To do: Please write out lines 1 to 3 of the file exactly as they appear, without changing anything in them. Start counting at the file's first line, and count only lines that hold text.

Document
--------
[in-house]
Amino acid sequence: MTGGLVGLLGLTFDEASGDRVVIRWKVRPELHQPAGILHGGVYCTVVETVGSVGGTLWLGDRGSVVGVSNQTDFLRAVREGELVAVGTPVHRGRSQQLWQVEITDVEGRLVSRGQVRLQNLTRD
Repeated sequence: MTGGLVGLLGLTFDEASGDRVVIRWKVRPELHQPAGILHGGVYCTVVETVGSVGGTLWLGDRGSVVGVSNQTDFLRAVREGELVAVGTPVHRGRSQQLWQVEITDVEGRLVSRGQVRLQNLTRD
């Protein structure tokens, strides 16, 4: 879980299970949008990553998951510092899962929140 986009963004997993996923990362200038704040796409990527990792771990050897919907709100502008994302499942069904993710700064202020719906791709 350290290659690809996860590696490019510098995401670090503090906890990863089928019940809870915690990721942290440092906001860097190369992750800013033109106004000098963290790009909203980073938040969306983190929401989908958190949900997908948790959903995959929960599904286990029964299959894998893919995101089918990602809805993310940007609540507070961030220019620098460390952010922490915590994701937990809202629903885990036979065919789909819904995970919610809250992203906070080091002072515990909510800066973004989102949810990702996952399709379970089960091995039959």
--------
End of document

[in-house]
Amino acid sequence: MTGGLVGLLGLTFDEASGDRVVIRWKVRPELHQPAGILHGGVYCTVVETVGSVGGTLWLGDRGSVVGVSNQTDFLRAVREGELVAVGTPVHRGRSQQLWQVEITDVEGRLVSRGQVRLQNLTRD
Repeated sequence: MTGGLVGLLGLTFDEASGDRVVIRWKVRPELHQPAGILHGGVYCTVVETVGSVGGTLWLGDRGSVVGVSNQTDFLRAVREGELVAVGTPVHRGRSQQLWQVEITDVEGRLVSRGQVRLQNLTRD